In the fall of last year I was on my way to Tawas Point, one of the premiere birding sites along Lake Huron about an hour from my home on the Pine River. As often happens, the best action was on the way to where I was going. I spotted an immature Red tailed hawk kiting near the road side and pulled off to practice our high tech game of bird photography. The maneuvers this young hawk was performing were a wonder; diving, soaring, and hovering. For a daydreamer like myself, it was poetry in motion. I wondered: Will human ingenuity ever be able to fashion a machine capable of imitating the sky dance of a Hawk?
As busy as our skies are these days with human inventions, from the air in my living room (Josh bought one of those tiny remote control helicopters for Christmas) all the way to to the edge of our solar system where Voyager treks, we awkward humans remain tied to the relatively simplistic fixed wing set up used by the Wright brothers to achieve flight in 1903. Indeed, building a machine replicating the dexterity of a bird's wing remains a lofty goal for the ambitious avionics thinkers and tinkerers of today. As technological discoveries have snowballed, man now travels the heavens at thousands of miles per hour in jet driven craft. Still, raw speed aside, have we even scratched the surface of what a humble bird achieves?
Consider these factoids gleaned from my reading this week:
As beasts of the air we humans are poorly designed and it has been all our big brains can handle to invent machines to assist our rise into the wild blue yonder. We'd do better if we could let our machines work without our cumbersome fat bottomed bodies attached to them. The U.S. military flies unmanned drone aircraft over the Mid-East from a control center in the Rocky Mountains half way around the world. That expensive flight technology like this, is driven by the needs of the military to baffle and destroy it's enemies is a crying shame. It seems useless to hope for something better, like spending a few of those hard earned bucks on the decaying infrastructure of our dilapidated twentieth century cities. Excuse me for drifting away from my theme. My question: Has the miniaturisation of our artificial intelligence and mechanical systems risen to the point where, however awkwardly, we can mimic the dream like avionics of a three month old Red-tailed hawk? Could science create a life like mechanical bird? And if the day has arrived that such a miraculous robot does fly our skies, what are the practical implications of this dream realised? I put on my investigative reporter hat and got on the case!
After a quick look at this U-tube video your pride in the inventiveness of your fellow humans will be hard to contain. Micro Air Vehicle's (MAV's) are here, brought to you by, who else, the thoughtful folks at your local Military/ Industrial think tanks. Not since Homing pigeons ferried messages across the English channel in times of war has there been such a treacherous bird in the sky. Insects, too, are being mimicked in a high tech display of ingenuity to track and destroy dastardly evil doers where they live and breathe. Think of it, a thousand lethal mechanical insects falling from a computer guided gull like drone each capable of recharging themselves endlessly off our domestic power lines and making the world safe for... yeah, safe for who and what? Click on this text for an additional science based horror show!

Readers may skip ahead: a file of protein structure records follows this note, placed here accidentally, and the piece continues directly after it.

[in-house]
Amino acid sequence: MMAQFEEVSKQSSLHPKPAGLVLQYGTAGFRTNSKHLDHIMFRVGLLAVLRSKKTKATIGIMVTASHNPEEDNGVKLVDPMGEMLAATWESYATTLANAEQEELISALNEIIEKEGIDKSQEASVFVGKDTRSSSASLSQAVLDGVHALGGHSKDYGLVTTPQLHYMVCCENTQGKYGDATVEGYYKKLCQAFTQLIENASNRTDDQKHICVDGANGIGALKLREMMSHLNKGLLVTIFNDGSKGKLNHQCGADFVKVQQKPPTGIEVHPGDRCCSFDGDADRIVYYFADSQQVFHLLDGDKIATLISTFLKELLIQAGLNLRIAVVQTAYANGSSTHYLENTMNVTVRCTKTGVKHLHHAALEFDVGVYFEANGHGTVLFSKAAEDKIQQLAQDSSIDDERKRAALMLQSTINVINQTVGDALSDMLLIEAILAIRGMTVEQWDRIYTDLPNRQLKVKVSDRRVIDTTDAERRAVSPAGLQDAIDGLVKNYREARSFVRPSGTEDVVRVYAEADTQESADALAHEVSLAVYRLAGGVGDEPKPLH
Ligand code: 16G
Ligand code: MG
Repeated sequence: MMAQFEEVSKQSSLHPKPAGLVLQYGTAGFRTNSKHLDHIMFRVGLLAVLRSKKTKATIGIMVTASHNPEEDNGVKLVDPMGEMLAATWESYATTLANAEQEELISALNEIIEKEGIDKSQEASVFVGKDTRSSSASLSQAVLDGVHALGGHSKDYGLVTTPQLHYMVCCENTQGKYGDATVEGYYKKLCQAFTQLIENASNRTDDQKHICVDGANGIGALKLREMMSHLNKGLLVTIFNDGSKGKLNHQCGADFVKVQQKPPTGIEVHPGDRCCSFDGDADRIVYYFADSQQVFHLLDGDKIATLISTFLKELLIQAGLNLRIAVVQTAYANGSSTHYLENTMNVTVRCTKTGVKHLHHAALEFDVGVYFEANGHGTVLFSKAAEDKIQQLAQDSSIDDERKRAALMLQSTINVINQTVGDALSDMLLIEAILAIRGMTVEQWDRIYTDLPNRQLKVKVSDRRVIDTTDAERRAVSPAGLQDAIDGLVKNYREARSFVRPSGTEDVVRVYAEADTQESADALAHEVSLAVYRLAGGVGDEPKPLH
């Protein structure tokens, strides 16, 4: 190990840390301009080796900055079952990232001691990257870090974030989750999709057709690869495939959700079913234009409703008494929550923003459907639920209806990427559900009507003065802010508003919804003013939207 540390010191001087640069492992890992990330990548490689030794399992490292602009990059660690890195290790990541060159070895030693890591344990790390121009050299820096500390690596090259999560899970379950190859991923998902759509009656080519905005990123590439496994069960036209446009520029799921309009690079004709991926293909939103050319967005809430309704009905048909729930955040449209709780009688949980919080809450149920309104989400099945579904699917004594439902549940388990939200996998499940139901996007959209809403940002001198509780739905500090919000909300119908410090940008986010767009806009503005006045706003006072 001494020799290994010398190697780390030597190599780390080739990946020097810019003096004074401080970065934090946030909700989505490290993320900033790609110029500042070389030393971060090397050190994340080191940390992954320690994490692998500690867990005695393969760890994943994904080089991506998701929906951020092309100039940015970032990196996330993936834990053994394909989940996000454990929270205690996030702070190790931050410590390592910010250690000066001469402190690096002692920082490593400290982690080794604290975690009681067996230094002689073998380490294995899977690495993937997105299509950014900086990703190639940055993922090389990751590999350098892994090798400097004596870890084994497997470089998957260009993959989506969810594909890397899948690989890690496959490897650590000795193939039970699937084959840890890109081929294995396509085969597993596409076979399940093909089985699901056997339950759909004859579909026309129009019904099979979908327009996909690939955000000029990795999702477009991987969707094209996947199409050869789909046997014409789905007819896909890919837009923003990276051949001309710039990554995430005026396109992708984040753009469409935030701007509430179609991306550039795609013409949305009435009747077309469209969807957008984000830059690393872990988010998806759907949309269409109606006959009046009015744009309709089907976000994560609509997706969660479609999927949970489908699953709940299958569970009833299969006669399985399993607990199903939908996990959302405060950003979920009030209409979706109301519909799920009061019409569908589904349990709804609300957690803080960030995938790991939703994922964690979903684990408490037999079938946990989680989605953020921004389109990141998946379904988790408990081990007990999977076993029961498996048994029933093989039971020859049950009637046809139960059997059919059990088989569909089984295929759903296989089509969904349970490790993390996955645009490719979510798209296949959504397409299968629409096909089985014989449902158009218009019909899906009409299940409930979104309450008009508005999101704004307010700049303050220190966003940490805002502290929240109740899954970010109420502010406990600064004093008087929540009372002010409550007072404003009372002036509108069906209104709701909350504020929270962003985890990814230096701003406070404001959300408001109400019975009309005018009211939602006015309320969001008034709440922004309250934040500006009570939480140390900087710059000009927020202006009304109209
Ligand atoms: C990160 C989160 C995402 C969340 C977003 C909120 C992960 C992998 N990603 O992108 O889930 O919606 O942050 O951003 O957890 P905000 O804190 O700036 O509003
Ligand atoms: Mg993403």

The remnants of purity, and innocents of vision seems to be vanishing. Things are not what they are anymore. A is not A, just opposite of what Aristotle's Law of Idenity supposed.
The day has arrived when some of us on this planet can not trust the fanciful sight of a bird in flight to be a benign comfort. Apparently warrior birds are at this moment being field tested in combat. Click on this text for the brutal proof. As domestic law enforcement finds uses for these lethal "toys" will any of us ever look at the silhouette of our beloved birds with the same trust and benevolence as we do today?
The truth is out there!
This is the home of World Bird Wednesday. A place for bird photographers from around the world to gather and share their photographs and experiences as they pursue Natures most beautiful treasurers, the birds.
You don't have to be a Bird Watcher or expert photographer to join in, just enjoy sharing what you bring back from your explorations and adventures into nature!
World Bird Wednesday will be open for posting at 12 noon Tuesday EST North America through midnight on Wednesday.
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